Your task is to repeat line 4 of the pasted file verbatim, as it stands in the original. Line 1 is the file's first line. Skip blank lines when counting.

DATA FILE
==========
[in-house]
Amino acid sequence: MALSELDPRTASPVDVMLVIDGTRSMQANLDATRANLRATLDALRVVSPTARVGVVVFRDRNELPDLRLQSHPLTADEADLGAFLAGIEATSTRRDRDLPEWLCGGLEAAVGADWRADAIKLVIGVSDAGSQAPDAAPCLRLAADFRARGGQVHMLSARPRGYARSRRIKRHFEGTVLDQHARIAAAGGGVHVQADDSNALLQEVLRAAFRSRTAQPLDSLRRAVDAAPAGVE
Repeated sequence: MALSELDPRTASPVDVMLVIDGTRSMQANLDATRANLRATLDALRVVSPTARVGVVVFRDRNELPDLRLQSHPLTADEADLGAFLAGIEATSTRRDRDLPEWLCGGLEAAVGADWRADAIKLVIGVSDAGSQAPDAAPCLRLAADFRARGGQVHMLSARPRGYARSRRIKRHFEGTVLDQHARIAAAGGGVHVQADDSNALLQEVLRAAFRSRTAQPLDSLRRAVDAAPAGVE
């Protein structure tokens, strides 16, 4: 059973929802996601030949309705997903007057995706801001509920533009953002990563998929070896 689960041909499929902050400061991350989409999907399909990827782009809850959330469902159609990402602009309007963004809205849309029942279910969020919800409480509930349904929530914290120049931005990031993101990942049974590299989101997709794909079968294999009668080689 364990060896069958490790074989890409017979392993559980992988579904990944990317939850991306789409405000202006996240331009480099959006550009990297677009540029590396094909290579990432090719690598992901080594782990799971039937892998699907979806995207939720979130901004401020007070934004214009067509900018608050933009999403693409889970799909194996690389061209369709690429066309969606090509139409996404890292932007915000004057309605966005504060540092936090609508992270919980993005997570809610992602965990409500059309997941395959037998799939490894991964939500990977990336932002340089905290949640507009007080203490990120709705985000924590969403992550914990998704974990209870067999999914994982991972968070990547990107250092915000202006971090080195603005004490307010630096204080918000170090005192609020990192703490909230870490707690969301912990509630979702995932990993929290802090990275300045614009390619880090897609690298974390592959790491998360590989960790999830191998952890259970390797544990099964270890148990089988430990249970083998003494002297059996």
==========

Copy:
């Protein structure tokens, strides 16, 4: 059973929802996601030949309705997903007057995706801001509920533009953002990563998929070896 689960041909499929902050400061991350989409999907399909990827782009809850959330469902159609990402602009309007963004809205849309029942279910969020919800409480509930349904929530914290120049931005990031993101990942049974590299989101997709794909079968294999009668080689 364990060896069958490790074989890409017979392993559980992988579904990944990317939850991306789409405000202006996240331009480099959006550009990297677009540029590396094909290579990432090719690598992901080594782990799971039937892998699907979806995207939720979130901004401020007070934004214009067509900018608050933009999403693409889970799909194996690389061209369709690429066309969606090509139409996404890292932007915000004057309605966005504060540092936090609508992270919980993005997570809610992602965990409500059309997941395959037998799939490894991964939500990977990336932002340089905290949640507009007080203490990120709705985000924590969403992550914990998704974990209870067999999914994982991972968070990547990107250092915000202006971090080195603005004490307010630096204080918000170090005192609020990192703490909230870490707690969301912990509630979702995932990993929290802090990275300045614009390619880090897609690298974390592959790491998360590989960790999830191998952890259970390797544990099964270890148990089988430990249970083998003494002297059996």